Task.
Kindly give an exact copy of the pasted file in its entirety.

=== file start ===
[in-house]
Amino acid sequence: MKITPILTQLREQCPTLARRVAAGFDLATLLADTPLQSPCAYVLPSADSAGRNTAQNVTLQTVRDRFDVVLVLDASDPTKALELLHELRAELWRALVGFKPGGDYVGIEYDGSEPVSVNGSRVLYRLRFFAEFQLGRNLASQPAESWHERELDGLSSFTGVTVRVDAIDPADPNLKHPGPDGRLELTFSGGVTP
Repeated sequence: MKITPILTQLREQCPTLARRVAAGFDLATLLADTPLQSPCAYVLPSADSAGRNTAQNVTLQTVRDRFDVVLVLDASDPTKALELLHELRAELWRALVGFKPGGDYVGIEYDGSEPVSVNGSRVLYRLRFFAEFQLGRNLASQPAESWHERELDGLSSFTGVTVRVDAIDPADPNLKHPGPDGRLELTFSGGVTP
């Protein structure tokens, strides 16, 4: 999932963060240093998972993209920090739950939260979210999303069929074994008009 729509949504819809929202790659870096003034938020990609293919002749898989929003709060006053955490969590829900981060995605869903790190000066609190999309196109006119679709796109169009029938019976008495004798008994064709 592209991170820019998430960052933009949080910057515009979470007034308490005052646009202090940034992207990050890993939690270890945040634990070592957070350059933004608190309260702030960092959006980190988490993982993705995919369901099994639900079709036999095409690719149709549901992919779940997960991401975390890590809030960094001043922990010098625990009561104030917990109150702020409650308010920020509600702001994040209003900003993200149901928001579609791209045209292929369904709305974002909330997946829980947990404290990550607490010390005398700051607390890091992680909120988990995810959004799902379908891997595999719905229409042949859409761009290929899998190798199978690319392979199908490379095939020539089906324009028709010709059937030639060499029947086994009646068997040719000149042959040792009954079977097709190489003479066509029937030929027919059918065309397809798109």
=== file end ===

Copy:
[in-house]
Amino acid sequence: MKITPILTQLREQCPTLARRVAAGFDLATLLADTPLQSPCAYVLPSADSAGRNTAQNVTLQTVRDRFDVVLVLDASDPTKALELLHELRAELWRALVGFKPGGDYVGIEYDGSEPVSVNGSRVLYRLRFFAEFQLGRNLASQPAESWHERELDGLSSFTGVTVRVDAIDPADPNLKHPGPDGRLELTFSGGVTP
Repeated sequence: MKITPILTQLREQCPTLARRVAAGFDLATLLADTPLQSPCAYVLPSADSAGRNTAQNVTLQTVRDRFDVVLVLDASDPTKALELLHELRAELWRALVGFKPGGDYVGIEYDGSEPVSVNGSRVLYRLRFFAEFQLGRNLASQPAESWHERELDGLSSFTGVTVRVDAIDPADPNLKHPGPDGRLELTFSGGVTP
């Protein structure tokens, strides 16, 4: 999932963060240093998972993209920090739950939260979210999303069929074994008009 729509949504819809929202790659870096003034938020990609293919002749898989929003709060006053955490969590829900981060995605869903790190000066609190999309196109006119679709796109169009029938019976008495004798008994064709 592209991170820019998430960052933009949080910057515009979470007034308490005052646009202090940034992207990050890993939690270890945040634990070592957070350059933004608190309260702030960092959006980190988490993982993705995919369901099994639900079709036999095409690719149709549901992919779940997960991401975390890590809030960094001043922990010098625990009561104030917990109150702020409650308010920020509600702001994040209003900003993200149901928001579609791209045209292929369904709305974002909330997946829980947990404290990550607490010390005398700051607390890091992680909120988990995810959004799902379908891997595999719905229409042949859409761009290929899998190798199978690319392979199908490379095939020539089906324009028709010709059937030639060499029947086994009646068997040719000149042959040792009954079977097709190489003479066509029937030929027919059918065309397809798109």